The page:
[ACCEPTED]-Why use percentage value for div's width in CSS?-css

Accepted answer
Score: 10

I, personally, dislike websites which have 22 a % width for the main content area because 21 of the inconsistency. It's best to use a 20 pixel width of about 1000 pixels, maybe 19 a bit less, for the whole website so that 18 it will work for all resolutions.

As for 17 elements inside the main content area, I 16 tend to use percent widths because I don't 15 really want to both with calculating the 14 exact pixel values. The result is set in 13 stone anyway because the thing that it's 12 a percentage of is constant, as opposed 11 to the monitor's resolution, which varies 10 between users.

To sum it up: only use percentages 9 when every user is going to get the same 8 result because of a parent element having 7 a fixed (pixel) width. Otherwise there will 6 be inconsistencies in your design, making 5 it so that you can't use any flashy images 4 and the website may look ugly to users with 3 giant / tiny monitors. If you are going 2 to use percentage widths you simply have 1 to test the website with different resolutions!

Score: 7

Save the following html to a file and open 4 it with your web browser. Now change the 3 size of the web browser window, notice the 2 percent will expand and contract and the 1 pixels don't.

<!DOCTYPE html>
<title>Pixels and Percents</title>
html,body {

.pixels {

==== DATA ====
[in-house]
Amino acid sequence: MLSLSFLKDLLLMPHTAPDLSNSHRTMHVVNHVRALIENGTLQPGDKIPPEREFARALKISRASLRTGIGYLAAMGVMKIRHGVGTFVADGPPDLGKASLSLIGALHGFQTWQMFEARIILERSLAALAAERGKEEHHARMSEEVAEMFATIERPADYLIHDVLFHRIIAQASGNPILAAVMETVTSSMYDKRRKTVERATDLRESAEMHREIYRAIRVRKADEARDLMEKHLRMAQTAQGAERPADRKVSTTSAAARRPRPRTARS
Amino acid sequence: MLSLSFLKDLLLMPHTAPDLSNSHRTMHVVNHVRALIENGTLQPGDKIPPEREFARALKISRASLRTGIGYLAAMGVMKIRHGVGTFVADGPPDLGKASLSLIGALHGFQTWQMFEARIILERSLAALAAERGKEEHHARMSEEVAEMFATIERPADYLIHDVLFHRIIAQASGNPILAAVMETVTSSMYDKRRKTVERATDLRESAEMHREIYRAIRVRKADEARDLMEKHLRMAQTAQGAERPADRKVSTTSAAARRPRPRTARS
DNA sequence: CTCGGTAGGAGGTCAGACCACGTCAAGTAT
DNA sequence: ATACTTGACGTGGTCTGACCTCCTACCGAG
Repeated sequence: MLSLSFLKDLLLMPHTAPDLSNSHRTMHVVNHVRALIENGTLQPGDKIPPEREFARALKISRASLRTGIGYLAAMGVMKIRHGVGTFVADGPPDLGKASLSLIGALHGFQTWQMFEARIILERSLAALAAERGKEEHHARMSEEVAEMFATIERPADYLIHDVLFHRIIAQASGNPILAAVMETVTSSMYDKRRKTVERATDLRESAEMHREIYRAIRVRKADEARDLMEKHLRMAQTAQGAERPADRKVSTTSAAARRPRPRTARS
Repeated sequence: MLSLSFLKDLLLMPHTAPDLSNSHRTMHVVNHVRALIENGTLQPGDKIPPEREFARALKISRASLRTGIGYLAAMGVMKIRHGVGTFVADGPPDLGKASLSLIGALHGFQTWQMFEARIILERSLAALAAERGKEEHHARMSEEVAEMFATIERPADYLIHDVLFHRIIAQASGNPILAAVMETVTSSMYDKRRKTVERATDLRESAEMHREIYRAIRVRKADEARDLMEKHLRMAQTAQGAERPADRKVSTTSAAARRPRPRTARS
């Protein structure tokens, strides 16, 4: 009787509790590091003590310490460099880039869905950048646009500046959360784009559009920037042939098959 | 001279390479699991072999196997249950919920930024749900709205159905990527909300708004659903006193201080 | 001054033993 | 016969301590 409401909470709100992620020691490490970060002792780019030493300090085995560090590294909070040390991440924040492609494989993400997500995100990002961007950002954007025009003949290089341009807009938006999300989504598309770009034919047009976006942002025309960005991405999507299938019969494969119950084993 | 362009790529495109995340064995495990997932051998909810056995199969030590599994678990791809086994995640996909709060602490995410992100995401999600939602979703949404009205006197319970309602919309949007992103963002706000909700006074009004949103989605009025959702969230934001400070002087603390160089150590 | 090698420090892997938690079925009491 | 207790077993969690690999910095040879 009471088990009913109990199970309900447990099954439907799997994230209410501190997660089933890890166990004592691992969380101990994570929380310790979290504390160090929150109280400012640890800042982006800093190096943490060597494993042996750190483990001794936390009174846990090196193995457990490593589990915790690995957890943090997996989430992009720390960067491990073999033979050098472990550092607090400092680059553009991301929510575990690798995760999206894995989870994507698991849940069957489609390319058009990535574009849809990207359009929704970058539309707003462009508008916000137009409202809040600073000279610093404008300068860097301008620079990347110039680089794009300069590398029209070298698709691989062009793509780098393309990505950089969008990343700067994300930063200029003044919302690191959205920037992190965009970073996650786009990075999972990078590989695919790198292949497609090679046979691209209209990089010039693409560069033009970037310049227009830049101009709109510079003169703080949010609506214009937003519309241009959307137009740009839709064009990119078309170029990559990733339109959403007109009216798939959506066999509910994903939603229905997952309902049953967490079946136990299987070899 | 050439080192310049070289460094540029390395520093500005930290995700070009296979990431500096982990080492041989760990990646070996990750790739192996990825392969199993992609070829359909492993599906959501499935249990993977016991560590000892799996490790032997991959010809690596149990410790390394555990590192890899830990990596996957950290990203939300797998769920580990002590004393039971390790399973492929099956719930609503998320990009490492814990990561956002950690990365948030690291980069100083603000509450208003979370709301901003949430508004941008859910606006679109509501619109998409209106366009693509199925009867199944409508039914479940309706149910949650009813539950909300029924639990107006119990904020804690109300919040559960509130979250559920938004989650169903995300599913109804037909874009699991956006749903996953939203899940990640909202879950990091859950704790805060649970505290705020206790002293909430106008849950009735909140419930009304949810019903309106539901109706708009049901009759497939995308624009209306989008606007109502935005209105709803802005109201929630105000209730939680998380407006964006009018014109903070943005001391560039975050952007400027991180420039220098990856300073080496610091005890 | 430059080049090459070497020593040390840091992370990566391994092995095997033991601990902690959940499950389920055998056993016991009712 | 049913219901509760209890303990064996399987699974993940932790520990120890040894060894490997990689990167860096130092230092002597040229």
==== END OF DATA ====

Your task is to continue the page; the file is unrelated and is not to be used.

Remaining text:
.percent {

<div class="pixels">
<div class="percent">
Score: 3

Although certainly not the only reason, use 12 percentage to take up a certain amount of 11 space of something you don't initially know 10 the container parents width of.

For example, let's 9 say I want my div element to always occupy 8 at least 50% of the viewers browser window, I 7 could write that as:

<div style="width:50%">
    This will take up 50% of the width

Doing this the fixed 6 way by using "px" will require 5 you know the resolution of the browser if 4 you want at least 50% width taken up. You 3 could do this using JavaScript, but CSS 2 is much more easier and faster.

Some other Examples using tables, divs, and 1 animations: http://jsfiddle.net/BLQp7/1/

Score: 3

I find web sites that don't fit the screen, either 6 leaving white space (which can be considerable) round 5 the edge of the content, or falling off 4 the side with a scrollbar (or, worse, falling 3 off the side withOUT a scrollber!) intensely 2 annoying.

I write my pages to fit the screen, regardless 1 of how large that screen is.

Score: 1

It's not clear which context you are referring 7 to (what type of elements). However, you 6 need to be careful when using pixels for 5 font sizes.

I generally use pixels for divs 4 to keep my layout as expected. But I avoid 3 pixels for fonts. Different users may want 2 the font at different sizes. Why take that 1 away.

Score: 1

the benefit of using % is than you can use 2 all 100% of user interface, and give best 1 experience no mattet

Score: 1

Because if it's percentage based content 12 flows making it easier to implement a responsive 11 site (easier = (less (time = money))).

Drop 10 the relevant floats, sort out your menus 9 and and anything else after dropping in 8 some media queries and you've got a site 7 working on different resolutions and devices.

I 6 use a fluid grid system using percentages 5 and a ems for text sizes. Pixels are easier 4 to work with but not in responsive terms. I 3 do wrap my size in max width container.


Remember 2 though everything boils down to pixels in 1 the end.

Score: 0

All in all, if you use images on your site, using 4 percent for main contianer may not be the 3 best approach. In that case, you'd want 2 to use pixels.

Advice: Use Pixels for main 1 contianer and percent for content.

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